I’ve had my eye on Carrion for a while going years back to when I first saw a prototype on Reddit. Seeing how far developer Phobia Game Studio has taken Carrion and built it into this gross monstrosity is an incredible sight. The premise of this reverse horror game follows your blob creature rampaging through a facility filled with scientists. In an attempt to escape, slaughter your way out as you get stronger, bigger, and more deadly.
Take a look at some of my Carrion thoughts in this PC review below:
1 – Every Movement Feels Extremely Slick
Controlling your creature along tunnels and massive rooms feels as smooth as can be. Movement is kept simple and doesn’t rely on walking along the floor or reaching out to grab the ceiling. You simply point where you want to go and your creature latches onto everything around it. By not making movement complicated or limited, roaming through Carrion’s world feels perfect.
Regardless of the environment, there’s always a unique way to traverse it. This is consistently important while dealing with tougher enemies as you get further into the game. Water doesn’t seem too important until you’re suddenly starving for it as you’re put on fire.
2 – The Progression as You Evolve is Pleasing
Eating your way across the facility and finding chemicals to evolve new skills is a pleasure. Every new skill and transformation is where Carrion excels. While certain skills are there to help you solve easy puzzles, they also unlock unique ways of playing. Spewing a bloody red tendril, through a dark vent system beneath someone, as you quietly slither into them for complete control is terrifying. And yet, sometimes my favorite strategy.
While other times, it’s just as satisfying to rampage through a hallway breaking everything in your path. What’s that, there’s someone with a gun on the other side of a door? Why not grab the door and fling it off its hinges right at them. There’s no correct way to play Carrion and that’s what makes it enjoyable. Clear a room without them knowing you were ever there or go in as violent as possible.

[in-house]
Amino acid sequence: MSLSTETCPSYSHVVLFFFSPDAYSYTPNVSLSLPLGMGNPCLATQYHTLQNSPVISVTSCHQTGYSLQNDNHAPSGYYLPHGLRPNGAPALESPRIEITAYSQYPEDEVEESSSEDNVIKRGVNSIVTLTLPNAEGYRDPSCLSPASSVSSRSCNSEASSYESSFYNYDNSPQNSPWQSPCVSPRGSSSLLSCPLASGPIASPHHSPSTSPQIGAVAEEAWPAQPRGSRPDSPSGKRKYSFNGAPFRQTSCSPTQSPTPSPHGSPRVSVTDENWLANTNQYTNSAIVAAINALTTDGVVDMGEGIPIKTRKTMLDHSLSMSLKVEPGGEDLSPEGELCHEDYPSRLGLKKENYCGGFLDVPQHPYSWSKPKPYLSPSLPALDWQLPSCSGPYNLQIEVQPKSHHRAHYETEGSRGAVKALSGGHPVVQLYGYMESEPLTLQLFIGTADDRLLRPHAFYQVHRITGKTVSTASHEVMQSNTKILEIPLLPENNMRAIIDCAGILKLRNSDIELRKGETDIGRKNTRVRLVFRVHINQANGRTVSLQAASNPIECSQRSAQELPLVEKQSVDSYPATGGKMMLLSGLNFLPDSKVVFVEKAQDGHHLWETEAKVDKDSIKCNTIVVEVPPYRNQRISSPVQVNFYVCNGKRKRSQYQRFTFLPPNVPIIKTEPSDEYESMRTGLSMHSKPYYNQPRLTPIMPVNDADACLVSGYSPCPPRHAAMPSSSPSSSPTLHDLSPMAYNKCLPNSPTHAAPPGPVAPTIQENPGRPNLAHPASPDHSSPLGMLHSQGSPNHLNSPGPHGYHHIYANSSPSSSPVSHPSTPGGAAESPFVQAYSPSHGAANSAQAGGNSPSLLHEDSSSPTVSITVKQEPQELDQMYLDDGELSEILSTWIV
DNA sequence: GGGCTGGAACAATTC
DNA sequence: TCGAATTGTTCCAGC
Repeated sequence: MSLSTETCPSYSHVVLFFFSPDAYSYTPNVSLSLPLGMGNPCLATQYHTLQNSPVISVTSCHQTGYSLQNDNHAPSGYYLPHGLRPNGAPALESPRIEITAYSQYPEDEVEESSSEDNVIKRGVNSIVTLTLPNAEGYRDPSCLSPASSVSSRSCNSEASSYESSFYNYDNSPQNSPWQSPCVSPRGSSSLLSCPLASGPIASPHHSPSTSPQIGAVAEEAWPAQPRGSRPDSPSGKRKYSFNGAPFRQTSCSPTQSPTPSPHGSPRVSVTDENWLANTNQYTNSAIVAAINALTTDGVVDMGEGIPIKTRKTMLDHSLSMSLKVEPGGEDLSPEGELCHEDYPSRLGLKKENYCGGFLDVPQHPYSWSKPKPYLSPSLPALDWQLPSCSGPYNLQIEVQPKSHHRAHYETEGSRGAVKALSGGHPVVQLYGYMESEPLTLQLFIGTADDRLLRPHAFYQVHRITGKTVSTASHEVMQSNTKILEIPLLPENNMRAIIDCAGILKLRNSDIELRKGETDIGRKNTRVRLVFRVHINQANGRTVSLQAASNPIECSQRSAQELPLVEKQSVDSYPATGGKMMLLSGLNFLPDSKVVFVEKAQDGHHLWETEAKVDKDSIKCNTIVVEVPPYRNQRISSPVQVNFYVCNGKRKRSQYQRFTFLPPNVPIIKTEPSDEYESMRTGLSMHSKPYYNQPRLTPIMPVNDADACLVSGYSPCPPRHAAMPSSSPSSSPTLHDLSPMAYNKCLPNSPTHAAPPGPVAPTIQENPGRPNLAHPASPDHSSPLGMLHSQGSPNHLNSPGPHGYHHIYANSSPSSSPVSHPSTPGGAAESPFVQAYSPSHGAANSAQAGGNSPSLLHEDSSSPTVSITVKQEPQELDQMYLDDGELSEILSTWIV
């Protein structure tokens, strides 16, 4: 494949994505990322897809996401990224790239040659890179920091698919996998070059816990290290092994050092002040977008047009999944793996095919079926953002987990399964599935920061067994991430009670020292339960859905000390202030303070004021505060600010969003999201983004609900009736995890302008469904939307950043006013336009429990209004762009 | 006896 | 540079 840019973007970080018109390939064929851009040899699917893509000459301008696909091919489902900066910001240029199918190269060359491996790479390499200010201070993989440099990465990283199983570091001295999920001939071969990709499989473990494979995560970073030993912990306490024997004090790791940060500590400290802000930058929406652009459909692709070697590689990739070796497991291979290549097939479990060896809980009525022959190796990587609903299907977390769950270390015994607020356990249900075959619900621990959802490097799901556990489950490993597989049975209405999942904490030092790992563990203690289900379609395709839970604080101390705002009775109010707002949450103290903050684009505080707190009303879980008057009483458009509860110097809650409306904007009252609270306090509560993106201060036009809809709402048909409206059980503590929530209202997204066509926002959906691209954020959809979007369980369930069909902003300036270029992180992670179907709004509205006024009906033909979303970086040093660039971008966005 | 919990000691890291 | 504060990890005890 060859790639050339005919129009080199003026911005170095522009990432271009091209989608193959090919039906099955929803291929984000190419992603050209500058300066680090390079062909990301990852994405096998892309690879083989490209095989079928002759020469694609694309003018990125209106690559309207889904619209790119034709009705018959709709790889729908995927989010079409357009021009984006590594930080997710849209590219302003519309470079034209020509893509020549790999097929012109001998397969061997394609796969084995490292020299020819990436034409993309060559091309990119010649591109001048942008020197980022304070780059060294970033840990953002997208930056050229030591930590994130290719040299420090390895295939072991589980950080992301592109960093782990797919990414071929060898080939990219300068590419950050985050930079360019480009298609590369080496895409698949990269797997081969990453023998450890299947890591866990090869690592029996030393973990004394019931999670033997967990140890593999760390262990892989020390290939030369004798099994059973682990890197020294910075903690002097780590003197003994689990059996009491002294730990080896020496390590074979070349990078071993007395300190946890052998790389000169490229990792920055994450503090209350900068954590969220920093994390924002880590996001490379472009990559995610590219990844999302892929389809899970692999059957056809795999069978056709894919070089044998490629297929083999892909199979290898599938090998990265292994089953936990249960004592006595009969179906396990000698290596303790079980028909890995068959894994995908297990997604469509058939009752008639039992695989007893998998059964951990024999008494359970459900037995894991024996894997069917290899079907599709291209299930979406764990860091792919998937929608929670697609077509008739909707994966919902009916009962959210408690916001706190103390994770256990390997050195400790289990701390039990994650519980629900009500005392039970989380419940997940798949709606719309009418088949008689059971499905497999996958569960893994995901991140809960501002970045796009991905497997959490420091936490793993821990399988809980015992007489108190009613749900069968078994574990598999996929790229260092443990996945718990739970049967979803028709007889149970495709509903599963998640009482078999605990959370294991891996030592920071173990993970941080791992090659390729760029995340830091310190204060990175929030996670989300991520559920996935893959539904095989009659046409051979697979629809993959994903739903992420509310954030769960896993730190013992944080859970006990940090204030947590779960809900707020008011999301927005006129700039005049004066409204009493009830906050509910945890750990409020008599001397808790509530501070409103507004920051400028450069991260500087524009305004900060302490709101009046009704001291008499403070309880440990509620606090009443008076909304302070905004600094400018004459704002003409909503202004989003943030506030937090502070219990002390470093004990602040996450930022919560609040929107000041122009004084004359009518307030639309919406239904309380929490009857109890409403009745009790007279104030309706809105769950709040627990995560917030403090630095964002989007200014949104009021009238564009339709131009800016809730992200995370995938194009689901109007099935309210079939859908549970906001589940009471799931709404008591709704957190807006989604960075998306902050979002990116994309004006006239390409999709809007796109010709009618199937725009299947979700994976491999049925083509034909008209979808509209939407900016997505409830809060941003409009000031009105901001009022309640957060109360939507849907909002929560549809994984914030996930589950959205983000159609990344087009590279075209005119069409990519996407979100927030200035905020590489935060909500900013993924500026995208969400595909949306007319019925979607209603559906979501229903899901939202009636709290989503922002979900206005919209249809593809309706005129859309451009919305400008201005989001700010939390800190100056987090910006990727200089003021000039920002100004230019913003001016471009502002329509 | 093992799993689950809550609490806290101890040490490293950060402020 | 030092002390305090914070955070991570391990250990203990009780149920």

The only issue I ran into as my creature became more complex revolves around abilities being tied to your size. This often forces you to manage your size based on the mini-puzzles you run into. Fortunately, there’s a mechanic to deal with it, but it can be a minor nuisance to manage sometimes.
3 – I Like to Imagine This Creature is Innocent
I wonder how this creature ended up in this facility and what’s really going on here. Maybe the scientists are experimenting with our friend and they didn’t do anything to warrant this torture. Carrion might be a horror game, but it makes me think if this creature’s situation isn’t all that far from the testing we do on animals today. All different types of media often joke that we would attack aliens if they ever came to Earth. And there’s already another movie in the works with this narrative called Cosmic Sin.
This is why I only kill humans in Carrion that are trying to kill me. There are tons of different people in this bunker who are running in fear for their lives. Perhaps I only look like a terrifying creature and simply want to be free. Is that so much to ask? Or, I’m actually a terrifying creature!
4 – The Metroidvania Elements Can Ruin Your Flow
Metroidvania games frequently force you to trek backward after unlocking new abilities so you can explore other areas. Fortunately, Carrion is a short game where this only becomes an issue for certain parts. As someone who blew through the game in one session, I didn’t give it much of a chance to confuse me. But for the one or two moments where I looked away for a brief minute, I already felt lost. This is where the lack of a map hurts a game like Carrion and can easily break your rhythm.
Despite not having a map, the developer still created a mechanic where you can roar to find nearby hives. Since a lot of the game revolves around creating hives to continue progressing, this helps defeat those problems.
5 – There’s An Odd Attempt at a Story
I could easily play Carrion without needing any sort of plot because of how strong the gameplay is. However, every so often, the developer throws in a memory segment where you wander the facility as a human. This feels like I’m playing an Assassin’s Creed game and slipping into an animus, but instead, the animus is the boring part. Sprinting through the facility and randomly examining goo or searching for pipes to interact with feels pointless. Maybe I missed what they were going for, but it feels like a weak attempt at giving Carrion more background.
Overall, Carrion is an extreme delight to play and feels unlike any other game I’ve played in recent times. I highly recommend it because the action is satisfying alongside small puzzles that make you feel accomplished.
Carrion released on July 23, 2020, for Xbox One, Nintendo Switch, and PC. It’s also available on the Xbox Game Pass at the time of this article being published. If you’re already playing Carrion and struggling, take a look at our tips and tricks in this guide here.